Research support in phases I (2002–2006) and II (2009–2012) was provided through NSF BSC 0240962 (U Wisconsin—Madison) and HSD 0948816 (PSU), respectively. Thanks for conceptual and methodological inputs to S de Haan, J Carney, S Brush, C Almekinders, D Lewis, B Barham, J Burt, A Burnicki, and W Doolittle; for research assistance to Q Di, D Retchless, M Bell, T Tennessen, J Centellas, and field teams in Bolivia and Wisconsin; and to Steve Vanek for the drafting of figures. Significant parts were presented in meetings: AAG (Los Angeles, 2012); AAAS (Chicago, 2014), and GLP (Berlin, 2014). Feedback and insights were received from O. Coomes, BL Turner, E Lambin, R DeFries, K McSweeney, J van Etten, P Gepts, L Schneider, and T Rudel. Focus on resilience and agrobiodiversity was advanced in the Workshop on Resilience and Development (Dept. Rural Sociology, Cornell University, 2014) and the “The Public and Private Lives of Plant Genetic Resources” session organized by S. Chapman and V. Nazarea at the 2013 AAA meeting (Chicago). Comments of W. Wolford, C. Barrett, M Walsh-Dilley, and A. Gold are gratefully acknowledged.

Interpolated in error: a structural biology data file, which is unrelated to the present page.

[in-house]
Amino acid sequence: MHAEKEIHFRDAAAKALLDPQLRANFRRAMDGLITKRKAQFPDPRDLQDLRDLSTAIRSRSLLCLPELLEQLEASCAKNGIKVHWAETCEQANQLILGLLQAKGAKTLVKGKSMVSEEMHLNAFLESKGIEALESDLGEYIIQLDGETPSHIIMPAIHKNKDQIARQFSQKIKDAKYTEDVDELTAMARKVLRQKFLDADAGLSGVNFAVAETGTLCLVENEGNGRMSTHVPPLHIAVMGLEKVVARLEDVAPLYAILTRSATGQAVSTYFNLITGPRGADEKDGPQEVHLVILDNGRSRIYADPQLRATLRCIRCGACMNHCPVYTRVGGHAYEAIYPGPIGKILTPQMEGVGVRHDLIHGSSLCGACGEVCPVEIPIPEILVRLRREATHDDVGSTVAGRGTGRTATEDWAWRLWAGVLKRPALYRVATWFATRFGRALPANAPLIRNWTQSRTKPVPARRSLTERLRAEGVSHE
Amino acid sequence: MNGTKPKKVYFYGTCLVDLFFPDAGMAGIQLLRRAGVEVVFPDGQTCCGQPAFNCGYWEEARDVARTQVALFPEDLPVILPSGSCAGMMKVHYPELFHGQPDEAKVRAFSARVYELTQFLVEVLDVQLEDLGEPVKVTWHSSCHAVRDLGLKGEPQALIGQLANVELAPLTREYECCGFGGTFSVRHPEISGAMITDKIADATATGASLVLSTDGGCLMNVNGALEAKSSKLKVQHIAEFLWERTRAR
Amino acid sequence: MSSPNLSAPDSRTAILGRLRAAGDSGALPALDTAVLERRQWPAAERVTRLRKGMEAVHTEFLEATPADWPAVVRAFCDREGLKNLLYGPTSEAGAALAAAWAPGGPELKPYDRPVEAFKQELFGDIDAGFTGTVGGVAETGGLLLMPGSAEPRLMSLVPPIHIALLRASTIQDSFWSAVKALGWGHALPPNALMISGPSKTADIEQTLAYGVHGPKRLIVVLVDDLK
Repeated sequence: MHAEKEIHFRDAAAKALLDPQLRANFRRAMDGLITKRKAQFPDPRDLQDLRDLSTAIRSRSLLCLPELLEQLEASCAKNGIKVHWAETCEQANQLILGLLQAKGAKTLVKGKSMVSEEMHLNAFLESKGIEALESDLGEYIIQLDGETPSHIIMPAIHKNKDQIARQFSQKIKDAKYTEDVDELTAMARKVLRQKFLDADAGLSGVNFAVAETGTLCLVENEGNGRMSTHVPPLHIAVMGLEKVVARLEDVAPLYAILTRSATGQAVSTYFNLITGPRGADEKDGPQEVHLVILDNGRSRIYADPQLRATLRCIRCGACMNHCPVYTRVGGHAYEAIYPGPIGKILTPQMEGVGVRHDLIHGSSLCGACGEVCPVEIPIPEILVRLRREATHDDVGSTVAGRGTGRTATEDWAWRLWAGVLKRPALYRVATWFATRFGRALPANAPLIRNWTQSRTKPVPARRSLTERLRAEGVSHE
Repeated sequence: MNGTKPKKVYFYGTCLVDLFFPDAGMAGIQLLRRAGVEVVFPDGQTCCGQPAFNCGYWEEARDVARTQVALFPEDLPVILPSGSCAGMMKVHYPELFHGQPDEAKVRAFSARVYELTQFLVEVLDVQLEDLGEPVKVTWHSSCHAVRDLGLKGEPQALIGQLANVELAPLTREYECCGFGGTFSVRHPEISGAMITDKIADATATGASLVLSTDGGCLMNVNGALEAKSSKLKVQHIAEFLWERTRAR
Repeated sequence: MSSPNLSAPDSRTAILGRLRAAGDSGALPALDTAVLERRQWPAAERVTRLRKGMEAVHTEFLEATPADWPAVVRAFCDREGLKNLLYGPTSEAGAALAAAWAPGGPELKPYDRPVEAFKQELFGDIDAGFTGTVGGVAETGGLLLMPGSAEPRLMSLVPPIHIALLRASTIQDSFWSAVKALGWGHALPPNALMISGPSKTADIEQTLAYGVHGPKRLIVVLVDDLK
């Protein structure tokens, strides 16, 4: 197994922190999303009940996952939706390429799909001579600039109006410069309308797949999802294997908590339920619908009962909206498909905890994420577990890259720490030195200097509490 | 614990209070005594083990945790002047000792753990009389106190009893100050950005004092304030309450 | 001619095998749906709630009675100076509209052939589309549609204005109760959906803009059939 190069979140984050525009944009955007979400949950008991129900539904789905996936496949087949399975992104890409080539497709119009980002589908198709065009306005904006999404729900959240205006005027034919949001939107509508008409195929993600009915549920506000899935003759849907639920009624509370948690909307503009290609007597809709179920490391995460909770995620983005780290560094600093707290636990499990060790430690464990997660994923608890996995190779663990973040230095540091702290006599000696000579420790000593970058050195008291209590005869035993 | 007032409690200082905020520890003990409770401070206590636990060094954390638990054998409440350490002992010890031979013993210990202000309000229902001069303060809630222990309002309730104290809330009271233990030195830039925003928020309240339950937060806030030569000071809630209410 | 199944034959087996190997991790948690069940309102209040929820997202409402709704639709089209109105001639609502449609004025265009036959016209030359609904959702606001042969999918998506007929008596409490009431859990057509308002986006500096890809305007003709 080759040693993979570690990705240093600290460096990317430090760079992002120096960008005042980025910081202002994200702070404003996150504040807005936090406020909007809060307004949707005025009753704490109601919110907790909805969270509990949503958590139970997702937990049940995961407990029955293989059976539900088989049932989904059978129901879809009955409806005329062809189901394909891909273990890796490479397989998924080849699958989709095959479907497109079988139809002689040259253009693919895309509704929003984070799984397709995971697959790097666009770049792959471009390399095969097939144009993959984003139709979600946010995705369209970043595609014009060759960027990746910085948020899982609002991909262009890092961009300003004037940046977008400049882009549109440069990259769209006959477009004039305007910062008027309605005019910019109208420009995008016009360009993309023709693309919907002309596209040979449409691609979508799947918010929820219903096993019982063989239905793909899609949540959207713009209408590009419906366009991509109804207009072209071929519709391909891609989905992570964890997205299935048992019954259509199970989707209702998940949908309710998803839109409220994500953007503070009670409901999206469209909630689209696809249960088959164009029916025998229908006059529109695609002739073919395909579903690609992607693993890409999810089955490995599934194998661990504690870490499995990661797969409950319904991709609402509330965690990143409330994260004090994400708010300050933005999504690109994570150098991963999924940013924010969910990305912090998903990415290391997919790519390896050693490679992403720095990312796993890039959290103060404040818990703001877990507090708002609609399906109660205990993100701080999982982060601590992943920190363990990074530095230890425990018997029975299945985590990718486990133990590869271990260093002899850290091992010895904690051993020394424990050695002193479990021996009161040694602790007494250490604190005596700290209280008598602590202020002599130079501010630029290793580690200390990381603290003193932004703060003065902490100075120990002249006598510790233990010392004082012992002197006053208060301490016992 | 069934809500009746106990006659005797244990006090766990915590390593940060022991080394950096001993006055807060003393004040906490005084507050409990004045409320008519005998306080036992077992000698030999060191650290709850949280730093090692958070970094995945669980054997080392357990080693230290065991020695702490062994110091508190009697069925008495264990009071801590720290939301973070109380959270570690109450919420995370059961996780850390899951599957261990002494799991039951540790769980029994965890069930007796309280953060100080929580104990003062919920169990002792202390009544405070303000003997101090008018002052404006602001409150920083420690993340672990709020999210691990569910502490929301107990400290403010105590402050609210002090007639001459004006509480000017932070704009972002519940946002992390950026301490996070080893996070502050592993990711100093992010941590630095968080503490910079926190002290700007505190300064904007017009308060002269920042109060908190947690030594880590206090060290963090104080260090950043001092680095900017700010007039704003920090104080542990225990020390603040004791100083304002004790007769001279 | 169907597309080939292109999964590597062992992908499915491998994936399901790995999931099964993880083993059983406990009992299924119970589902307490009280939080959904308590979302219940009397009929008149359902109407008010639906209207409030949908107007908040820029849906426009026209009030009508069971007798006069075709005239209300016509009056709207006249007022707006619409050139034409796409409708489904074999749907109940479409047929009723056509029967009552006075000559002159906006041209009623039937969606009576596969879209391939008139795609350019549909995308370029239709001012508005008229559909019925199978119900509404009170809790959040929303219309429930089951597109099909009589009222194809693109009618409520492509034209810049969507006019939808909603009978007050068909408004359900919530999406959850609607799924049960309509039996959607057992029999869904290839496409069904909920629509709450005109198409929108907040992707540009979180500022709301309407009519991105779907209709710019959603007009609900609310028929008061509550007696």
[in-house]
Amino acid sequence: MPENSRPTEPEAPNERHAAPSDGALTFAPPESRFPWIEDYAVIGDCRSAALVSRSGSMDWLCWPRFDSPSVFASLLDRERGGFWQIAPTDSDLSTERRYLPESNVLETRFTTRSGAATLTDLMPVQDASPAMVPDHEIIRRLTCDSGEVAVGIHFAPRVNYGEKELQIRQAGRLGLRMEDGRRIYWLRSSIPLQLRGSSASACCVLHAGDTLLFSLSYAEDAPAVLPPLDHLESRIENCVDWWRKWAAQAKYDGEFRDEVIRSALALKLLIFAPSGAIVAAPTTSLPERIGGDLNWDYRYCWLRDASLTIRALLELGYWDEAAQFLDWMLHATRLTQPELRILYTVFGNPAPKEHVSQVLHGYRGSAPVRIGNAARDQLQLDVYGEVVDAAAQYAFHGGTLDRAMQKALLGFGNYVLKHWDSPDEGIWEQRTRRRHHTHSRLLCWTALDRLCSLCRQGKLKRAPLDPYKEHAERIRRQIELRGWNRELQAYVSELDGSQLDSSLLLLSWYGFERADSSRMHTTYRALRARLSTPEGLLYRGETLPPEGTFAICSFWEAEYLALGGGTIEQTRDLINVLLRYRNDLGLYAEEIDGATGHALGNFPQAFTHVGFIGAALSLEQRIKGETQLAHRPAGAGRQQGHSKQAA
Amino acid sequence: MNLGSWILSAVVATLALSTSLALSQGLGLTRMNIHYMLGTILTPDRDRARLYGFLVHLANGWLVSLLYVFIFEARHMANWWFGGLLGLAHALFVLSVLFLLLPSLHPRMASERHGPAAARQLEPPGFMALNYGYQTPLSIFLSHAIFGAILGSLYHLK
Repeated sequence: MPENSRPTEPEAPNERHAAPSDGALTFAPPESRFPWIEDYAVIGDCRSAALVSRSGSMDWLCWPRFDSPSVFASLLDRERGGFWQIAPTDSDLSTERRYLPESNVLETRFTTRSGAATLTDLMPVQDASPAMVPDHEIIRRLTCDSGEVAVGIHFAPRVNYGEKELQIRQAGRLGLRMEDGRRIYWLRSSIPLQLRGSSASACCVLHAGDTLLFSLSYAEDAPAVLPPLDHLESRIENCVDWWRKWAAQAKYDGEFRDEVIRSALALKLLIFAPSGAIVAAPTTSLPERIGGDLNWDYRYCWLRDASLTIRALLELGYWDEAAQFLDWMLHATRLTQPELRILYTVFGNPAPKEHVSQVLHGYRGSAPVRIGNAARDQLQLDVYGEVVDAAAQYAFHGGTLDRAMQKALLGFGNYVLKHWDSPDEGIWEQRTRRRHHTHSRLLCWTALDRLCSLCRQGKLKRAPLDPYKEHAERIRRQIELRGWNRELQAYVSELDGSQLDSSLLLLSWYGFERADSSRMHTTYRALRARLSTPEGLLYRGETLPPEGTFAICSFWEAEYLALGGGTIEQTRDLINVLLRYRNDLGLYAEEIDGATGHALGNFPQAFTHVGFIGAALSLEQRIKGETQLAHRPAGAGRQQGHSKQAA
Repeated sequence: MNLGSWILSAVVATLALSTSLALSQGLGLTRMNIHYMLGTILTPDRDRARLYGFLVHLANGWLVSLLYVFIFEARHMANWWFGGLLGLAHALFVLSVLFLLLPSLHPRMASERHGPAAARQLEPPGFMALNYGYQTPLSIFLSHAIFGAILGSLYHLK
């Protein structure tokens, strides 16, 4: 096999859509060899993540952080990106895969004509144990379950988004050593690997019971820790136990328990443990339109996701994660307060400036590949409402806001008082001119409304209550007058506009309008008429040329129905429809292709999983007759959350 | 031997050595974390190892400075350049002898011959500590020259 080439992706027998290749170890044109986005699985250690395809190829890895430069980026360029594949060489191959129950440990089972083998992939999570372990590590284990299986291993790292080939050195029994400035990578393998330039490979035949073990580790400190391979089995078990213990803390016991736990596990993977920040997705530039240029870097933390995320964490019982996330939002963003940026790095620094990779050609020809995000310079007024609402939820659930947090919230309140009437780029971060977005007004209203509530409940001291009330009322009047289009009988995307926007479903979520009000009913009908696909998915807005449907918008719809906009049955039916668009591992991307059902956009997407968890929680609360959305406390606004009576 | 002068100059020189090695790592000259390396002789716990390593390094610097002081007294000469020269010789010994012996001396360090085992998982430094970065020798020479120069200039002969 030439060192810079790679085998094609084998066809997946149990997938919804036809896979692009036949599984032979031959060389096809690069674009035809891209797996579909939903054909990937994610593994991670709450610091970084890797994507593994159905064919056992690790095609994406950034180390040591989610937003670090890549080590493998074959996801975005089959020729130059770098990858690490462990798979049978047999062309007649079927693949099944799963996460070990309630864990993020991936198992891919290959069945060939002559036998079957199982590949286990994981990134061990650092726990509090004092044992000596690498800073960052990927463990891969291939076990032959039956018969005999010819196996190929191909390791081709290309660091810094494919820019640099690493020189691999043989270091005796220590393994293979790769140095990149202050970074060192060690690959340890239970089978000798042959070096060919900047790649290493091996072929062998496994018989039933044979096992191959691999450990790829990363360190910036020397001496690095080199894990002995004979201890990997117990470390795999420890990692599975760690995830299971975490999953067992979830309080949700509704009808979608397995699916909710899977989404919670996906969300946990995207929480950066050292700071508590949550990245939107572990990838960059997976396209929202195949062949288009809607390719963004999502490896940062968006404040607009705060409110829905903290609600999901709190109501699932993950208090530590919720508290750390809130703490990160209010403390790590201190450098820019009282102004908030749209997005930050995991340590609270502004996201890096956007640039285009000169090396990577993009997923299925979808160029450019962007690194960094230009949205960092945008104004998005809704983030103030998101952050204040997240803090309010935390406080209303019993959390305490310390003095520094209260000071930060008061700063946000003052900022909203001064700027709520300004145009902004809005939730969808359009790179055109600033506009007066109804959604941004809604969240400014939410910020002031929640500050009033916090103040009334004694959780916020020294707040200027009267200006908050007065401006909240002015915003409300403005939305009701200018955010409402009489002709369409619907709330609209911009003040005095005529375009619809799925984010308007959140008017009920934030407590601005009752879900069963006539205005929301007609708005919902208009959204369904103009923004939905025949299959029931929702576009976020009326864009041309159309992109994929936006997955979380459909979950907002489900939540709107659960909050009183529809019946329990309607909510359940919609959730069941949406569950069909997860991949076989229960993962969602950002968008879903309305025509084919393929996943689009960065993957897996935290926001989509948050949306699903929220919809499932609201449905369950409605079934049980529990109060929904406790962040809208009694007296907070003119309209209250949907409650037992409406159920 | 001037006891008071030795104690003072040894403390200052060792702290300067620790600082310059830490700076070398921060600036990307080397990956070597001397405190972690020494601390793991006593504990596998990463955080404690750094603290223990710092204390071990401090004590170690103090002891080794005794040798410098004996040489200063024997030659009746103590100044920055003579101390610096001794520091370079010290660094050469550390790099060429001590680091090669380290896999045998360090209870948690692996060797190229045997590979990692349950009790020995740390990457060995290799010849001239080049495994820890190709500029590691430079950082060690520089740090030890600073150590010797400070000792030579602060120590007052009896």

1. Almekinders CJ, Fresco LO, Struik PC (1995) The need to study and manage variation in agro-ecosystems. NJAS Wag J Life Sci 43:127–142.
  2. Anselin L, Rey SJ (eds) (2010) Perspectives on spatial data analysis. Springer, Berlin. doi: 10.1007/978-3-642-01976-0_1 Google Scholar
  3. Ávila Lara G (2008) El maíz y su mejoramiento genético en Bolivia. Fundación Simón Patiño, CochabambaGoogle Scholar
  4. Ávila G, Gúzman L (1998) Catálogo de recursos genéticos de maices bolivianos. FONAMA, Cochabamba, BoliviaGoogle Scholar
  5. Baker L, Dove M, Graef D, Keleman A, Kneas D, Osterhoudt S, Stoike J (2013) Whose diversity counts? The politics and paradoxes of modern diversity. Sustain 5:2495–2518. doi: 10.3390/su5062495 CrossRefGoogle Scholar
  6. Bebbington A (2001) Globalized Andes? Livelihoods, landscapes and development. Cult Geog 8:414–436. doi: 10.1177/096746080100800403 CrossRefGoogle Scholar
  7. Bellon MR (2004) Conceptualizing interventions to support on-farm genetic resource conservation. World Dev 32:159–172. doi: 10.1016/j.worlddev.2003.04.007 CrossRefGoogle Scholar
  8. Bellon MR, Risopoulos J (2001) Small-scale farmers expand the benefits of improved maize germplasm: a case study from Chiapas, Mexico. World Dev 29:799–811. doi: 10.1016/S0305-750X(01)00013-4 CrossRefGoogle Scholar
  9. Bennett EM, Balvanera P (2007) The future of production systems in a globalized world. Front Ecol Env 5:191–198. doi: 10.1890/1540-9295(2007)5[191:TFOPSI]2.0.CO;2 CrossRefGoogle Scholar